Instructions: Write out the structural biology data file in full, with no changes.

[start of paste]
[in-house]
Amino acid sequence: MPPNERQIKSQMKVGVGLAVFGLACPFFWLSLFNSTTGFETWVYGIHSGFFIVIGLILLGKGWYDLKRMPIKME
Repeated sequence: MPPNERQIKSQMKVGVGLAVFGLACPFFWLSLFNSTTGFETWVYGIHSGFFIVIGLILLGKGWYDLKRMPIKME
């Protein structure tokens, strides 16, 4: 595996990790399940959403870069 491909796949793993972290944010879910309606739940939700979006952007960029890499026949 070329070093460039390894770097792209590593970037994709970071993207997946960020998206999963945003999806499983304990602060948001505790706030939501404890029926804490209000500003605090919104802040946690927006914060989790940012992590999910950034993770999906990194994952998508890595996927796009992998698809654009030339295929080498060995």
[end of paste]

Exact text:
[in-house]
Amino acid sequence: MPPNERQIKSQMKVGVGLAVFGLACPFFWLSLFNSTTGFETWVYGIHSGFFIVIGLILLGKGWYDLKRMPIKME
Repeated sequence: MPPNERQIKSQMKVGVGLAVFGLACPFFWLSLFNSTTGFETWVYGIHSGFFIVIGLILLGKGWYDLKRMPIKME
């Protein structure tokens, strides 16, 4: 595996990790399940959403870069 491909796949793993972290944010879910309606739940939700979006952007960029890499026949 070329070093460039390894770097792209590593970037994709970071993207997946960020998206999963945003999806499983304990602060948001505790706030939501404890029926804490209000500003605090919104802040946690927006914060989790940012992590999910950034993770999906990194994952998508890595996927796009992998698809654009030339295929080498060995």